It appeared that June would go on to a memorable career too, as she worked in several movies and danced on Hollywood A’ Go Go TV show with a troupe called the Gazzari Dancers, though they have no official connection to the Gazzari’s night club where we and many, many other 60s band played. Somehow, in someway, in a haze of drugs and alcohol, she fell through the cracks. The Manhattan Beach prom queen, famous go-go dancer, actress with a brilliant life and future fell all the way down to a skid row cardboard box in downtown Los Angeles. The mean, mean streets of rape and beatings.
Floyd Sneed, pictured here with June last September, was who told several of the guys in our band that some people had come in to see us, as we sat around a table at the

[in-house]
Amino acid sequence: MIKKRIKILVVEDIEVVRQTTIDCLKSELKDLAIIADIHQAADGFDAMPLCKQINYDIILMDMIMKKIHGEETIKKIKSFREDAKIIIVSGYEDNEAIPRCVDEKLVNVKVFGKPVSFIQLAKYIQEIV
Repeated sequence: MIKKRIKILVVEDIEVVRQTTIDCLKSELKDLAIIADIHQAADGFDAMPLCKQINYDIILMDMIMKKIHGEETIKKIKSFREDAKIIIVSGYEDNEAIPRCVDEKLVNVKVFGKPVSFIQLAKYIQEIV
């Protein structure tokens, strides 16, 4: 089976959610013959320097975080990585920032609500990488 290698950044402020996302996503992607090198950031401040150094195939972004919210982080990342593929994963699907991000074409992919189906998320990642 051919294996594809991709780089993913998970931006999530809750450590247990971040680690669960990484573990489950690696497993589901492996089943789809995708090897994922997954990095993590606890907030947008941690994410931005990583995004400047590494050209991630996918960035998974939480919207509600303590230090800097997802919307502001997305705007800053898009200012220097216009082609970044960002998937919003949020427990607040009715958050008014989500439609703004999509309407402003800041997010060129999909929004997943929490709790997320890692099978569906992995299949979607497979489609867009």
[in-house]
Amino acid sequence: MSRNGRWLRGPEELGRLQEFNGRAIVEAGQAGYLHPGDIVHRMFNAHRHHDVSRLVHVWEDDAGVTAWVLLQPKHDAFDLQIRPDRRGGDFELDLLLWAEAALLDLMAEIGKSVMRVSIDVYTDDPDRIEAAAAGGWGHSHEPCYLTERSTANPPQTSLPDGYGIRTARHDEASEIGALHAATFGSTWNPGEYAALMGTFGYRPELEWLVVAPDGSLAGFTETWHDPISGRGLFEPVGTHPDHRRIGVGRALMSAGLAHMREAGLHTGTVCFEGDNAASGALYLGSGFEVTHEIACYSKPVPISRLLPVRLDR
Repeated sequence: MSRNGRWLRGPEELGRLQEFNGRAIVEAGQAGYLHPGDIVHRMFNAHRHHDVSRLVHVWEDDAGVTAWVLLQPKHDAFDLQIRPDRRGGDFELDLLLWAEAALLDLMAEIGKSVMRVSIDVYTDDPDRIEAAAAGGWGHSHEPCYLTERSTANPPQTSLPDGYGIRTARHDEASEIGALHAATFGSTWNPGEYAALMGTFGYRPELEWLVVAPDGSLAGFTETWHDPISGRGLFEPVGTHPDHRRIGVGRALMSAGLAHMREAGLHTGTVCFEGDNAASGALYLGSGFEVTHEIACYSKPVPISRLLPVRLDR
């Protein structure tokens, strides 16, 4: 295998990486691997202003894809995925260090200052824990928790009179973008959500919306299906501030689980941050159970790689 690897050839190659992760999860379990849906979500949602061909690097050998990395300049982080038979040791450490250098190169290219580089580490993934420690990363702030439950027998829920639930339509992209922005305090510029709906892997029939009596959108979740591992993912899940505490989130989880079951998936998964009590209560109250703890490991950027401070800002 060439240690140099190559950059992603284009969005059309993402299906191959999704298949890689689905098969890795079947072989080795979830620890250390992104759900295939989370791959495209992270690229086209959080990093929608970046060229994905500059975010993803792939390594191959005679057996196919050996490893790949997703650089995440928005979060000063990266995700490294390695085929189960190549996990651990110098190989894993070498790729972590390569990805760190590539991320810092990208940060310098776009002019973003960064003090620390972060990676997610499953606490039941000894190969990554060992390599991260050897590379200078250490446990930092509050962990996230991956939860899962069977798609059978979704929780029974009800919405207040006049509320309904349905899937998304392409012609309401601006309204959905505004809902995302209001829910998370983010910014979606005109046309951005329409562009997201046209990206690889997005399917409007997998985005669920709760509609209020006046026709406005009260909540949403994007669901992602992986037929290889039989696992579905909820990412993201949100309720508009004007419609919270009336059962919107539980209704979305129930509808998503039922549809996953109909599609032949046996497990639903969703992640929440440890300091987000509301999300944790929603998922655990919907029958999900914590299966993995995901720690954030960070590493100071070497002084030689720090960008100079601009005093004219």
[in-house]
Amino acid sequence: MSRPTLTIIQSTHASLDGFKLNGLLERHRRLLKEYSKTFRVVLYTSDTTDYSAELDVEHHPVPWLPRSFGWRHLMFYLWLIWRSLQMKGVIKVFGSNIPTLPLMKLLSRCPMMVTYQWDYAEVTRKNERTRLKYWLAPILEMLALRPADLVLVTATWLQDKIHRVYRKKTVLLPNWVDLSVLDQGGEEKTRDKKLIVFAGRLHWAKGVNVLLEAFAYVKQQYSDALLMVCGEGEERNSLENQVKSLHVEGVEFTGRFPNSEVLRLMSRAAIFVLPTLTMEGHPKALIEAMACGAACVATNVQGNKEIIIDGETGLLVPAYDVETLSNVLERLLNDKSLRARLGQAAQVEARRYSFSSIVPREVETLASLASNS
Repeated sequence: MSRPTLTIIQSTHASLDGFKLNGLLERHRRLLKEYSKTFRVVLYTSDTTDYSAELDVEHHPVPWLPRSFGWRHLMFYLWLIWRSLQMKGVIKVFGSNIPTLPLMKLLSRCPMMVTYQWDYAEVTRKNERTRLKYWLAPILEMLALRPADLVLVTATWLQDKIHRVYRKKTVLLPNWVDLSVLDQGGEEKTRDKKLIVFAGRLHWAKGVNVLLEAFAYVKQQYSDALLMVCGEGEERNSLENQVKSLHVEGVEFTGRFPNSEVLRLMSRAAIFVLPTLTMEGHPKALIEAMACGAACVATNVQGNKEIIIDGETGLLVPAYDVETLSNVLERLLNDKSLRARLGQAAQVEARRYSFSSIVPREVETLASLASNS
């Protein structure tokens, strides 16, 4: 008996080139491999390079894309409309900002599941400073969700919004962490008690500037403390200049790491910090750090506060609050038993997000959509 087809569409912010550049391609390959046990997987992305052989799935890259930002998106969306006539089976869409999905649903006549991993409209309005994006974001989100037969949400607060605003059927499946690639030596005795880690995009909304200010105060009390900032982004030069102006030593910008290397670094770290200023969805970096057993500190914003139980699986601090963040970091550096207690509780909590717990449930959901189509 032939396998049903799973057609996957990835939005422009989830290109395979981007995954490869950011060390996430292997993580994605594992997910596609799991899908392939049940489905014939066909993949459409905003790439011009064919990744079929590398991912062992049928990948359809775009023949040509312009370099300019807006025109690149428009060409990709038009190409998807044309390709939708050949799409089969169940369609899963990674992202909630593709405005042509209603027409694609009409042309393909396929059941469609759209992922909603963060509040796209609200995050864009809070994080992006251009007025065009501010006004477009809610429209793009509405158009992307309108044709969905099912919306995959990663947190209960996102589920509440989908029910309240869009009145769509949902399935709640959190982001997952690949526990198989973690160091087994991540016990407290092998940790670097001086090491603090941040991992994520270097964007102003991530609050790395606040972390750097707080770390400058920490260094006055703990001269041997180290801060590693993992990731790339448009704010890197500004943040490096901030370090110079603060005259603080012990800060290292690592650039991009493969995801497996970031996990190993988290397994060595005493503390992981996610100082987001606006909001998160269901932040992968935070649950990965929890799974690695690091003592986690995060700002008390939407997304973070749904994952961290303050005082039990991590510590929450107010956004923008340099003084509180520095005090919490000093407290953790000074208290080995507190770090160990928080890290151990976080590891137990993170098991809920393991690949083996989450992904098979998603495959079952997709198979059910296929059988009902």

Floyd Sneed with June Fairchild
Rag Doll night club in North Hollywood in 1968. But they’d missed us, it was our night off. Floyd had been playing our off-nights with an excellent little trio called “Heat Wave,” and we’d become friendly. Especially with our drummer Leonard. One night Leonard asked Floyd, who held his sticks like hammers, about his unusual style and Floyd said, “African Lighting, baby, African Lightning.” He explained that even when the people who came to see us discovered we weren’t playing that night, they stayed anyway and then asked him if he’d like to audition for this new super group they were forming. “Three lead singers,” he’d said. “I told you guys I wanted to play in a group like yours, and look what happened?” I can’t remember for certain but I’m pretty certain it was Reb Foster, one of Three Dog’s managers, and Danny Hutton.